The metaverse is expected to uproot system design as we know it, and Samsung is one of many hardware vendors re-imagining data center infrastructure in preparation for a parallel 3D world. Samsung is working on new memory technologies that provide faster bandwidth inside hardware for data to travel between CPUs, storage and other computing resources. The company also announced it was partnering with Red Hat to ensure these technologies have Linux compatibility. Read more

today's howtos

  • How to install go1.19beta on Ubuntu 22.04 – NextGenTips

    In this tutorial, we are going to explore how to install go on Ubuntu 22.04 Golang is an open-source programming language that is easy to learn and use. It is built-in concurrency and has a robust standard library. It is reliable, builds fast, and efficient software that scales fast. Its concurrency mechanisms make it easy to write programs that get the most out of multicore and networked machines, while its novel-type systems enable flexible and modular program constructions. Go compiles quickly to machine code and has the convenience of garbage collection and the power of run-time reflection. In this guide, we are going to learn how to install golang 1.19beta on Ubuntu 22.04. Go 1.19beta1 is not yet released. There is so much work in progress with all the documentation.

  • molecule test: failed to connect to bus in systemd container - openQA bites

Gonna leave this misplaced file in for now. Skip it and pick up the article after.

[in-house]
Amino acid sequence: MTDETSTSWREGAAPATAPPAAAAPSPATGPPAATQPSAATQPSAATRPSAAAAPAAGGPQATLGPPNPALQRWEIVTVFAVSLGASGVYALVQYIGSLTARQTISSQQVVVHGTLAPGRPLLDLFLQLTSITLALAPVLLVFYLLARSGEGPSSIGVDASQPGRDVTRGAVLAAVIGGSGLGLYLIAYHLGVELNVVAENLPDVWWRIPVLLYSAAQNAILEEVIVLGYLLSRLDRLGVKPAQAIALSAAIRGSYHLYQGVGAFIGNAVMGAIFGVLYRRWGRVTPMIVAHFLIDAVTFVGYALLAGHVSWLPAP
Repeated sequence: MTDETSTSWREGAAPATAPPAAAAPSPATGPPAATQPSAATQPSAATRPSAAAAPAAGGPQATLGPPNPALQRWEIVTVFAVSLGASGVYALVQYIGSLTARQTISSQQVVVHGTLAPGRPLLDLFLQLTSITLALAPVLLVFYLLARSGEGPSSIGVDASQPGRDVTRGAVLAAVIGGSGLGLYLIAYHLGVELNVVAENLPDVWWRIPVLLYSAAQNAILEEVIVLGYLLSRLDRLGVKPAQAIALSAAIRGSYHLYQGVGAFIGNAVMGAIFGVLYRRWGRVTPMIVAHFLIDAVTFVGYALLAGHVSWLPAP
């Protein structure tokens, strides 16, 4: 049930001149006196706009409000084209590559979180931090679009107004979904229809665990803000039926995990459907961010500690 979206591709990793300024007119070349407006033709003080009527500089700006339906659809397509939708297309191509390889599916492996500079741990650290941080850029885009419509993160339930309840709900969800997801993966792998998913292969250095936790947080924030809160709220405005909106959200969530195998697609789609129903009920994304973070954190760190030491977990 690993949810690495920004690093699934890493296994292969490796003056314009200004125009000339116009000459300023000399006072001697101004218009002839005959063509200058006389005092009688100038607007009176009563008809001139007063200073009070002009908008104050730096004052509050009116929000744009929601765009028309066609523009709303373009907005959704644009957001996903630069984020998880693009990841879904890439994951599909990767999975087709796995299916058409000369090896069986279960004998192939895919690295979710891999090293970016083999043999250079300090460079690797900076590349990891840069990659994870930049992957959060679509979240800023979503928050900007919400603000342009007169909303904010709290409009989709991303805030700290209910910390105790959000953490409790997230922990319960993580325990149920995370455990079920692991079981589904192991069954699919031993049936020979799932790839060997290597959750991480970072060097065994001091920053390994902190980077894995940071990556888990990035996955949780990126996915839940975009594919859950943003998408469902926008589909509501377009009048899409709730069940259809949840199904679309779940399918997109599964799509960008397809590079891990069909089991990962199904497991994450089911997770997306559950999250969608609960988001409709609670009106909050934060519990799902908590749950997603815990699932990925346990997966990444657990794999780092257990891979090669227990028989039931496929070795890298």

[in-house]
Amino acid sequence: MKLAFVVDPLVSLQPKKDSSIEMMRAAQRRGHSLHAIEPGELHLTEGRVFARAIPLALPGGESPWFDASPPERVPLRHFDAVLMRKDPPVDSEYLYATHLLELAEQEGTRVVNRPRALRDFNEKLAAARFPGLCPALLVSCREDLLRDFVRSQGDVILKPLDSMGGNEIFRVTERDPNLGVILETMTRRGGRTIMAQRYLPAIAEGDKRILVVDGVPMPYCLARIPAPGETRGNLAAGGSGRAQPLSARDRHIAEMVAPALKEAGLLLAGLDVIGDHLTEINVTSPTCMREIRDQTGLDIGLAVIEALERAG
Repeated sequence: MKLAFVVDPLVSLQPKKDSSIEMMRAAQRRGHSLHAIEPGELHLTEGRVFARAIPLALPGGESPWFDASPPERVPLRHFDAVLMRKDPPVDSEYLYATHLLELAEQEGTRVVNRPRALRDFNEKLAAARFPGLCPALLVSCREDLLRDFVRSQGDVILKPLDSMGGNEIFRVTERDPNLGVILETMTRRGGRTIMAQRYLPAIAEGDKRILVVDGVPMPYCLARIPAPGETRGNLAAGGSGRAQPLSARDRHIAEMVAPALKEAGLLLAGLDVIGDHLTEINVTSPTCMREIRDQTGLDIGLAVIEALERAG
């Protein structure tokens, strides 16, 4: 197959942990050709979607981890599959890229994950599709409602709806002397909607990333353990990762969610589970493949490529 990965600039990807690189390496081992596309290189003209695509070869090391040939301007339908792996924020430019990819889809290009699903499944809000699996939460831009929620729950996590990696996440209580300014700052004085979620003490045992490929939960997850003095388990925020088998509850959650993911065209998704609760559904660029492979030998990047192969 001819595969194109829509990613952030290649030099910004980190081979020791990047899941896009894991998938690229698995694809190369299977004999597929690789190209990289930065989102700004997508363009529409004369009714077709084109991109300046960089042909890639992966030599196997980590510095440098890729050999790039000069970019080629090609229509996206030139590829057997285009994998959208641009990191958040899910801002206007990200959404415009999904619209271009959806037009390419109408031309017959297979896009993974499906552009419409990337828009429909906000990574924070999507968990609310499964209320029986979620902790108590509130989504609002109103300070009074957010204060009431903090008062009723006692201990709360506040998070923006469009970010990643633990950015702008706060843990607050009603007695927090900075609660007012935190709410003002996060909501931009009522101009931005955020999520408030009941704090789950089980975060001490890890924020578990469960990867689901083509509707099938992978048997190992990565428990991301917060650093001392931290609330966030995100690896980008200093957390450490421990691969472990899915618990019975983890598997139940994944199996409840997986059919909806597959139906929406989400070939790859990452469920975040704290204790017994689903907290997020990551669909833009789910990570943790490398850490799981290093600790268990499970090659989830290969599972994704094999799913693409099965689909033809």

Ansible Molecule is a project to help you test your ansible roles. I’m using molecule for automatically testing the ansible roles of geekoops.

  • How To Install MongoDB on AlmaLinux 9 - idroot

    In this tutorial, we will show you how to install MongoDB on AlmaLinux 9. For those of you who didn’t know, MongoDB is a high-performance, highly scalable document-oriented NoSQL database. Unlike in SQL databases where data is stored in rows and columns inside tables, in MongoDB, data is structured in JSON-like format inside records which are referred to as documents. The open-source attribute of MongoDB as a database software makes it an ideal candidate for almost any database-related project. This article assumes you have at least basic knowledge of Linux, know how to use the shell, and most importantly, you host your site on your own VPS. The installation is quite simple and assumes you are running in the root account, if not you may need to add ‘sudo‘ to the commands to get root privileges. I will show you the step-by-step installation of the MongoDB NoSQL database on AlmaLinux 9. You can follow the same instructions for CentOS and Rocky Linux.

  • An introduction (and how-to) to Plugin Loader for the Steam Deck. - Invidious
  • Self-host a Ghost Blog With Traefik

    Ghost is a very popular open-source content management system. Started as an alternative to WordPress and it went on to become an alternative to Substack by focusing on membership and newsletter. The creators of Ghost offer managed Pro hosting but it may not fit everyone's budget. Alternatively, you can self-host it on your own cloud servers. On Linux handbook, we already have a guide on deploying Ghost with Docker in a reverse proxy setup. Instead of Ngnix reverse proxy, you can also use another software called Traefik with Docker. It is a popular open-source cloud-native application proxy, API Gateway, Edge-router, and more. I use Traefik to secure my websites using an SSL certificate obtained from Let's Encrypt. Once deployed, Traefik can automatically manage your certificates and their renewals. In this tutorial, I'll share the necessary steps for deploying a Ghost blog with Docker and Traefik.